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Wiktor (Tomasz Kot) and Zula (Joanna Kulig) have an epic romance in "Cold War." // Courtesy of Mongrel Media

Review: Pawel Pawilkowski’s Cold War

Cold War
Directed by Pawel Pawlikowski; Polish with subtitles; Landmark 9 City Centre; Now playing
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Cold War

Polish director Pawel Pawilkowski won the Best Director Prize at the 2018 Cannes Film Festival for Cold War, and the film has been nominated for three Oscars: best cinematography, best directing, and best foreign language film of the year. The black and white flick tells the story of two lovers, Zula (Joanna Kulig) and Wiktor (Tomasz Kot), whose near-train-wreck of a relationship spans 15 years and multiple countries. The two characters were based on Pawilkowski’s parents, who also had an on-again, off-again relationship.

The film begins in Poland, 1949, and Wiktor is auditing singers for a folk music ensemble to tour the Soviet Union. Zula auditions and the two are almost immediately smitten. Over the next decade and a half the two separate and reunite, only to be separated again—but through it all they share music.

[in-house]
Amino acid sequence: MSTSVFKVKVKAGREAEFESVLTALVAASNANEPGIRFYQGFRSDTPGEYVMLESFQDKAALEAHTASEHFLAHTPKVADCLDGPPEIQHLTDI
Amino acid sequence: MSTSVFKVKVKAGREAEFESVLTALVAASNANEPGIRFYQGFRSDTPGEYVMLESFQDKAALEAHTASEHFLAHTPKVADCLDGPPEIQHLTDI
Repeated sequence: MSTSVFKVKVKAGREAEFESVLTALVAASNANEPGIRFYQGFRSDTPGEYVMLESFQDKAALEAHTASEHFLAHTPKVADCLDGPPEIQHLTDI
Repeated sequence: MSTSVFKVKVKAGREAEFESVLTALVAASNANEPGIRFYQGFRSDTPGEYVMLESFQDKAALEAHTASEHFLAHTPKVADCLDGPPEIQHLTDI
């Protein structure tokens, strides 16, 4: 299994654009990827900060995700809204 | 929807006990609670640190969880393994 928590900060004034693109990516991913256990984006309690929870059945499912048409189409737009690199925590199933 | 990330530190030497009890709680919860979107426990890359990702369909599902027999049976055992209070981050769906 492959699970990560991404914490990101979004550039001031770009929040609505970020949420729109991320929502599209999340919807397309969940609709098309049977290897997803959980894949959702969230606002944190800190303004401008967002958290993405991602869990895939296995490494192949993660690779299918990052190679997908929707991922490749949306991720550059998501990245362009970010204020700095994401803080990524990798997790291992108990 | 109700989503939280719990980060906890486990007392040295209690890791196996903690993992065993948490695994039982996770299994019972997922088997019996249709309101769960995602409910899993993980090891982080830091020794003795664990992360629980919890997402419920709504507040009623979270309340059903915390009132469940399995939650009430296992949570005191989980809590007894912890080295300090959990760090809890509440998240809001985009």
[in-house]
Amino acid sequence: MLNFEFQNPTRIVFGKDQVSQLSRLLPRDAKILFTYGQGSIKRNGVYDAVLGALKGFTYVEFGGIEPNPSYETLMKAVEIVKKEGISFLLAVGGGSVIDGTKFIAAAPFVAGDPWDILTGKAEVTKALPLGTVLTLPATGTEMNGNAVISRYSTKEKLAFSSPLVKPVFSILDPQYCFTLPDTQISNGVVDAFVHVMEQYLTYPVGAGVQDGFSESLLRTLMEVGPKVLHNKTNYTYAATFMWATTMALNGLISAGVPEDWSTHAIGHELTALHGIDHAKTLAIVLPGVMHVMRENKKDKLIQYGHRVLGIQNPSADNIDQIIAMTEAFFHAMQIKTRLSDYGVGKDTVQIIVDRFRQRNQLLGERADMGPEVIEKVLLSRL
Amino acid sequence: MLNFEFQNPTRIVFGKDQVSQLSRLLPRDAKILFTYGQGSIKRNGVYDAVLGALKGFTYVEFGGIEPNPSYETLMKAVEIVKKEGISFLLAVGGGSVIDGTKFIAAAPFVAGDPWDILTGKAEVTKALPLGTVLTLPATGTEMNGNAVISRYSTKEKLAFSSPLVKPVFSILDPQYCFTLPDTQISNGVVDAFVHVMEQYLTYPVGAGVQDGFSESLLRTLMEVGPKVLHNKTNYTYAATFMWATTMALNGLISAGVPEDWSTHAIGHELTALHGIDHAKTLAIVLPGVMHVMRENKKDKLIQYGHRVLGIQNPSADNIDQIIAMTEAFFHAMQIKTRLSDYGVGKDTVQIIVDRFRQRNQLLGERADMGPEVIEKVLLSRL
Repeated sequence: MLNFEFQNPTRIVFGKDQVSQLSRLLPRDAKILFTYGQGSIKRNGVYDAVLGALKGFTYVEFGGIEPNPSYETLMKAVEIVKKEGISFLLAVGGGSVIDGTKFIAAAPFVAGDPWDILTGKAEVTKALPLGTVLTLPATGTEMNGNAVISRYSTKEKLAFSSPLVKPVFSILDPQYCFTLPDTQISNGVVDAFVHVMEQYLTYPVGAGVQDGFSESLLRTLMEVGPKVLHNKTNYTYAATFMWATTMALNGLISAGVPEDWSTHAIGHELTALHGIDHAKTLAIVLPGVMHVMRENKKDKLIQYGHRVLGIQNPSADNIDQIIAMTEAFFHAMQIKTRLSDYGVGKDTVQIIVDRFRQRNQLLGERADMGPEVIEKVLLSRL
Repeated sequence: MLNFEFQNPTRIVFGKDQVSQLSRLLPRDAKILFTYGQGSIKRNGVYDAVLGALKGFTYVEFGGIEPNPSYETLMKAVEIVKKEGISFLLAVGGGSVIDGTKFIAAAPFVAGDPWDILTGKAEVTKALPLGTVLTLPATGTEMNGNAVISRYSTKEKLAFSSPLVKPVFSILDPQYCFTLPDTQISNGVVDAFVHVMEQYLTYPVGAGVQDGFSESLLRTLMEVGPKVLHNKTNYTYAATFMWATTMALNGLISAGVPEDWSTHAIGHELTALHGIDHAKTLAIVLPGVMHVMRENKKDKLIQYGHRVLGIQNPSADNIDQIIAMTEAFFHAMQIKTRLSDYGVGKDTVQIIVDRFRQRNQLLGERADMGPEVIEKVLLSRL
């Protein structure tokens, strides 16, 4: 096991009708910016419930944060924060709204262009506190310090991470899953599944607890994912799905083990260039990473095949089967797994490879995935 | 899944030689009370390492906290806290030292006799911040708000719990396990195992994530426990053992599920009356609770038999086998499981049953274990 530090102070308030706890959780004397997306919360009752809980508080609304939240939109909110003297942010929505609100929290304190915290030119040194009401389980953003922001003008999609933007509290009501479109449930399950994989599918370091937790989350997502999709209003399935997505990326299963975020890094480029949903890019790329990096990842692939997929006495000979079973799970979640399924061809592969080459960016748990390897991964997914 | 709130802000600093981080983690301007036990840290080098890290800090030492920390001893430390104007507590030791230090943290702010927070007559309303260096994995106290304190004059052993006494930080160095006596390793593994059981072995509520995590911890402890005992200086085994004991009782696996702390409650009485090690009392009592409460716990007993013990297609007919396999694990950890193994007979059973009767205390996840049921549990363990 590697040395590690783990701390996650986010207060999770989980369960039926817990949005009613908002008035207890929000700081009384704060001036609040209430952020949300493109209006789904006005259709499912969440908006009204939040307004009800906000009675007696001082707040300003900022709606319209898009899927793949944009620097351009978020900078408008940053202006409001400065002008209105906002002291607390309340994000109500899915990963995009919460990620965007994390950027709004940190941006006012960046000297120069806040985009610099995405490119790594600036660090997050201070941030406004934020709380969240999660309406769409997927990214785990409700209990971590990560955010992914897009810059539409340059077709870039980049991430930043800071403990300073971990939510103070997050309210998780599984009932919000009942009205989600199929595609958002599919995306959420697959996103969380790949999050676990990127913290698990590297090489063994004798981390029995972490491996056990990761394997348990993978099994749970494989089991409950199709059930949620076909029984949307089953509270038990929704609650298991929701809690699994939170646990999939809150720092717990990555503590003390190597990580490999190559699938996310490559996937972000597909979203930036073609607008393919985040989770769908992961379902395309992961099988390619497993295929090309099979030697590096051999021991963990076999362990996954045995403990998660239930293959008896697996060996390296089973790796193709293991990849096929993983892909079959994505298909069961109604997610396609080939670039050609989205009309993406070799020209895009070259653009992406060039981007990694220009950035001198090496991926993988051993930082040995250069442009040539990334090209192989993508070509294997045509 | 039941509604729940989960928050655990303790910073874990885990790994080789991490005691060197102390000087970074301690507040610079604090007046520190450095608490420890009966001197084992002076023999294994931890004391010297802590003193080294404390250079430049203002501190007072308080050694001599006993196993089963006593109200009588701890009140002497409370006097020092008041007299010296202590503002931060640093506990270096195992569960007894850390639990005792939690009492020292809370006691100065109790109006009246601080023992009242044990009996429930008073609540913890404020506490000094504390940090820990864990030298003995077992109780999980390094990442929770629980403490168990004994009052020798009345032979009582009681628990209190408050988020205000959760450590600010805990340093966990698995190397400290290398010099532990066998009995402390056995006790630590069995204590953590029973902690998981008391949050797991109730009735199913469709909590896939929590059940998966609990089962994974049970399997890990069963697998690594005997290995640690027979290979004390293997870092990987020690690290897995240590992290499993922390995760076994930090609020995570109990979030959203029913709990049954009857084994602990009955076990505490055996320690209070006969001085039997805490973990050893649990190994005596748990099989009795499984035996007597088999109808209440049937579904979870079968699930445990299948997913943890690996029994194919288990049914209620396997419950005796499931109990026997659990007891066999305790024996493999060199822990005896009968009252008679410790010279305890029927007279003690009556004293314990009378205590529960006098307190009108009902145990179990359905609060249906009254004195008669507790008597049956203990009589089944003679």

There’s a particular song that’s carried throughout the film in five different versions. While it provides continuity, it also gets entangled with the various pressures exerted on the couple. Kaczmarek (Borys Szyc) is some sort of official overseeing the ensemble and he keeps making the act more nationalist. (At one point the ensemble sings a number dedicated to Stalin in front of his portrait.) When Wiktor and Zula are in Paris, she sings a version of the song translated into French by a former lover of Wiktor’s. Zula doesn’t like the poetic translation, but it may have more to do with jealousy than anything else.

Kulig was the perfect choice for Zula, who’s described in the film as having “something special.” Kulig perfectly captures that quality and delivers some great singing performances as well. Kot’s Wiktor plays off of her nicely, and Szyc is very believable as a socialist bureaucrat. He just looks the part, really. But the real star here is cinematographer Łukasz Żal. No kidding he got an Oscar nod. Every shot is gorgeous—the lighting, the composition. For the cinematography alone, you should see this film.

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